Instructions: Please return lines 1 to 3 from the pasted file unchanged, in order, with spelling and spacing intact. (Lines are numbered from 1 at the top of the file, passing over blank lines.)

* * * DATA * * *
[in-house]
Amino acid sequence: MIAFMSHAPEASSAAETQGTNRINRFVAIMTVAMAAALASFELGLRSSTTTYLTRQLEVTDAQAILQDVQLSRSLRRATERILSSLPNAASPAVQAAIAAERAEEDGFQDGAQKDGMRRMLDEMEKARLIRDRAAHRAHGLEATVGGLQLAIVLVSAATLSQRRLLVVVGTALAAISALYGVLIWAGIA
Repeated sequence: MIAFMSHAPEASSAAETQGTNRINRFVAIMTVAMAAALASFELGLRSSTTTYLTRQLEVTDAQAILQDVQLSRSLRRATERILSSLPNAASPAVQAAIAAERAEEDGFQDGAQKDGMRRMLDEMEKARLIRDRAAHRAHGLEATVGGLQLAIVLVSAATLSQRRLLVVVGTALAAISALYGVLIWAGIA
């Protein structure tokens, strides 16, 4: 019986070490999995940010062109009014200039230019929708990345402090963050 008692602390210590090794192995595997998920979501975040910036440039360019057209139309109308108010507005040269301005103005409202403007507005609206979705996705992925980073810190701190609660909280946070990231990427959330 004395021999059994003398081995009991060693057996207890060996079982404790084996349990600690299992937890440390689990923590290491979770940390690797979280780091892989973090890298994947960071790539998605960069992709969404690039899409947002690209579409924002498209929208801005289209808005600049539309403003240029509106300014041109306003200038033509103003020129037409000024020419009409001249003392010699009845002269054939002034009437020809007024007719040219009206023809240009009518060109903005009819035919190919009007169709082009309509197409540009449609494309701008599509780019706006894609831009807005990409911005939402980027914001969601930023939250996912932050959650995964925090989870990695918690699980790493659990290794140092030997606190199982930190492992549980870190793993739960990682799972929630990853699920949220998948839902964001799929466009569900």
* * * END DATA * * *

[in-house]
Amino acid sequence: MIAFMSHAPEASSAAETQGTNRINRFVAIMTVAMAAALASFELGLRSSTTTYLTRQLEVTDAQAILQDVQLSRSLRRATERILSSLPNAASPAVQAAIAAERAEEDGFQDGAQKDGMRRMLDEMEKARLIRDRAAHRAHGLEATVGGLQLAIVLVSAATLSQRRLLVVVGTALAAISALYGVLIWAGIA
Repeated sequence: MIAFMSHAPEASSAAETQGTNRINRFVAIMTVAMAAALASFELGLRSSTTTYLTRQLEVTDAQAILQDVQLSRSLRRATERILSSLPNAASPAVQAAIAAERAEEDGFQDGAQKDGMRRMLDEMEKARLIRDRAAHRAHGLEATVGGLQLAIVLVSAATLSQRRLLVVVGTALAAISALYGVLIWAGIA